"We initially only had funding for the first couple of years," McCarty says. "I've found and continue to find this advisory group to be very useful for us, and so with some discretionary funds we continued to have this group meet until a grant came through a little over a year ago that now covers it." She says she's now considering bringing on new members and establishing term limits to carry the group forward.
Members are paid $100 per meeting, with meetings often running for several hours. McCarty says they typically hear reports on recruitment efforts, on the various research projects being conducted with the biobank data and any results that are available. Community advisory group members also give suggestions on stories for the project newsletter, which goes out every six months to participants who have elected to receive it.
Group advises on database
Some of the issues tackled by the community advisory group have included:
Involvement in a larger database – McCarty recently received a grant through the National Institutes of Health for genome-wide association studies. The grant requires that Marshfield share data with the database of Genotype and Phenotype (dbGaP), which would make it available to outside investigators. Because that was not a part of the initial informed consent that participants signed, McCarty wanted to get the community advisory group's input.
"Although the consent form is pretty broad and allows for data and sample sharing, something to the level of dbGaP we didn't envision, because it didn't exist when we wrote our consent form six years ago," she says. "So our community advisory group suggested that we have a piece in our newsletter, and see what we got back in response. If we got a big negative response we could go back and think about re-consenting."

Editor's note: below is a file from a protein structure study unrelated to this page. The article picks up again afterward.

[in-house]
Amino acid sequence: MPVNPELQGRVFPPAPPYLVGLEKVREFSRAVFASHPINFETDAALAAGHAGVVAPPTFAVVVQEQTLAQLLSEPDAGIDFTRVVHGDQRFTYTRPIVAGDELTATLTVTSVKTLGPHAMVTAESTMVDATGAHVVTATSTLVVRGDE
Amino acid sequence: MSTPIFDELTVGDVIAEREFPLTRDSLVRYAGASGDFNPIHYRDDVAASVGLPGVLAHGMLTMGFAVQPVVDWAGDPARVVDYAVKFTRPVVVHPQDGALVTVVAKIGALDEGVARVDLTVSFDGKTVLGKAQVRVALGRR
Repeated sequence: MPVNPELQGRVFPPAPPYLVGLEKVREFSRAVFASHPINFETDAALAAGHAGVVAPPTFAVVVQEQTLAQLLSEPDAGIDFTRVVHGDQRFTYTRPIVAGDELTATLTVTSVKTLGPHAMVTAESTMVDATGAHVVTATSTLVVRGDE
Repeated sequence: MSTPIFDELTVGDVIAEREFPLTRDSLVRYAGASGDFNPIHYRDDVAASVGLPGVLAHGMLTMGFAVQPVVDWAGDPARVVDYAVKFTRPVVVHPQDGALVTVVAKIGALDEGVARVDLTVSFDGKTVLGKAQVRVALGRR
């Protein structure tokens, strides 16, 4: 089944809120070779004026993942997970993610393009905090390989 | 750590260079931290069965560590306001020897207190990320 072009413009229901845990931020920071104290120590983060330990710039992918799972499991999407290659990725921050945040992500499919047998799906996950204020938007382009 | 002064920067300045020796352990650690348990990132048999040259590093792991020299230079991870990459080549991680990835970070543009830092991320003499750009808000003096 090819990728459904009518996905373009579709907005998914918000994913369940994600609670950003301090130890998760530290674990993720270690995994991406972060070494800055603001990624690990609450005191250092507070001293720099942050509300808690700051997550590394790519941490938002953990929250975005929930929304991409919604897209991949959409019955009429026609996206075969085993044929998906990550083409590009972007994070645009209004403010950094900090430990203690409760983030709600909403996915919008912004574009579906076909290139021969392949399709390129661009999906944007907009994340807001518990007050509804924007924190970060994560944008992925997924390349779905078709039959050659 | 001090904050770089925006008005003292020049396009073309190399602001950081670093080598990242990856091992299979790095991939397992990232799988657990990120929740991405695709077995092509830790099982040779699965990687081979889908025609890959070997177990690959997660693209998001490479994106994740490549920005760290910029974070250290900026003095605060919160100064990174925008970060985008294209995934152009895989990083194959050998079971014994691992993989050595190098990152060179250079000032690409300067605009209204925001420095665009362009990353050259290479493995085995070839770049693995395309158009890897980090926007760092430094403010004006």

In the end, McCarty says, only one participant contacted them with concerns.
Unanticipated findings – Over the past few years, Reeser says the Marshfield IRB has been working on a new policy addressing unanticipated findings. While it was not directly related to the PMRP, Reeser says he knew the community advisory group would be interested in hearing about it.
Currently, the PMRP's consent forms state that individual results are not returned to participants.
McCarty says the group opinion mirrored those of other lay groups that have discussed this issue. "They say they don't necessarily want the information, but they want the choice to decide."
Reeser says he expects a final policy in the next several months that will encompass return of research results in general as well as unanticipated findings. McCarty says the issue of whether and how to return individual findings from the PMRP likely will be the next big issue the community advisory group will tackle over the next 12 to 18 months.
While the IRB has monitored the community consultation and education process, it doesn't do so as closely as it once did, McCarty says. The IRB approved a recruitment video and initially wanted to see newsletters before they were distributed, but no longer requires that. Reeser and the external ethics board chairman, Norm Fost of the University of Wisconsin, attend community advisory group meetings when they can.
Reeser says he's been impressed with the depth of the discussions he's seen on the community group. "They're a well-reasoned and well-read group," he says. "I think Cathy's got a really nice collection of individuals that bring a lot to the table, and that's a good thing."
He notes that while the IRB has nonscientific members, this larger group provides an even greater opportunity for public input to the research process.
"If you go down the list of occupations and life experiences from those members, I think you'll find a fairly substantial diversity exists," Reeser says. "It gives everybody the reassurance that all angles have been considered and all opinions have been given an opportunity to be heard and voiced."